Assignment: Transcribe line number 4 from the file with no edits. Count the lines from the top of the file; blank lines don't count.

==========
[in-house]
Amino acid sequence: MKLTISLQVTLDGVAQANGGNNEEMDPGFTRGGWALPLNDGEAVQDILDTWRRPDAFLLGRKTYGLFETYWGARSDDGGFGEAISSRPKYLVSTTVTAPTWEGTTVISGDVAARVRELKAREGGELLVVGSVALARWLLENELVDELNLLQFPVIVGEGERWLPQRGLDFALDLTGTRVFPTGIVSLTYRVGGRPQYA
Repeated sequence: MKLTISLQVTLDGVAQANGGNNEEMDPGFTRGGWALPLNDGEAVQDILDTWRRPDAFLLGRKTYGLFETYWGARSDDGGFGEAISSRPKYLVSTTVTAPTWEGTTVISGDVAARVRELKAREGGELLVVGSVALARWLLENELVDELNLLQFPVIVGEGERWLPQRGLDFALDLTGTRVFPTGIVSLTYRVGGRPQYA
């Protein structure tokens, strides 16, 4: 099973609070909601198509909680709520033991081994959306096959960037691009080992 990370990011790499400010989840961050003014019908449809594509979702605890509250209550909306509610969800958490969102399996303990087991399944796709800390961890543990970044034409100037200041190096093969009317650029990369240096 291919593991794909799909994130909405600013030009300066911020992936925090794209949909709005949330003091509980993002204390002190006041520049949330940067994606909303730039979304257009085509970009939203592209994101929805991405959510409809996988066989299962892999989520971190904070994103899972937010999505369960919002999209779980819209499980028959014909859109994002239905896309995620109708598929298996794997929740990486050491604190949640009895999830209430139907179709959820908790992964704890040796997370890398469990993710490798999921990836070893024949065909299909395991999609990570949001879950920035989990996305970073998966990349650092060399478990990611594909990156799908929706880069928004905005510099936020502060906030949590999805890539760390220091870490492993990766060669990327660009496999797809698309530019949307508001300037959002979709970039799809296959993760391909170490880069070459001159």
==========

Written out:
């Protein structure tokens, strides 16, 4: 099973609070909601198509909680709520033991081994959306096959960037691009080992 990370990011790499400010989840961050003014019908449809594509979702605890509250209550909306509610969800958490969102399996303990087991399944796709800390961890543990970044034409100037200041190096093969009317650029990369240096 291919593991794909799909994130909405600013030009300066911020992936925090794209949909709005949330003091509980993002204390002190006041520049949330940067994606909303730039979304257009085509970009939203592209994101929805991405959510409809996988066989299962892999989520971190904070994103899972937010999505369960919002999209779980819209499980028959014909859109994002239905896309995620109708598929298996794997929740990486050491604190949640009895999830209430139907179709959820908790992964704890040796997370890398469990993710490798999921990836070893024949065909299909395991999609990570949001879950920035989990996305970073998966990349650092060399478990990611594909990156799908929706880069928004905005510099936020502060906030949590999805890539760390220091870490492993990766060669990327660009496999797809698309530019949307508001300037959002979709970039799809296959993760391909170490880069070459001159």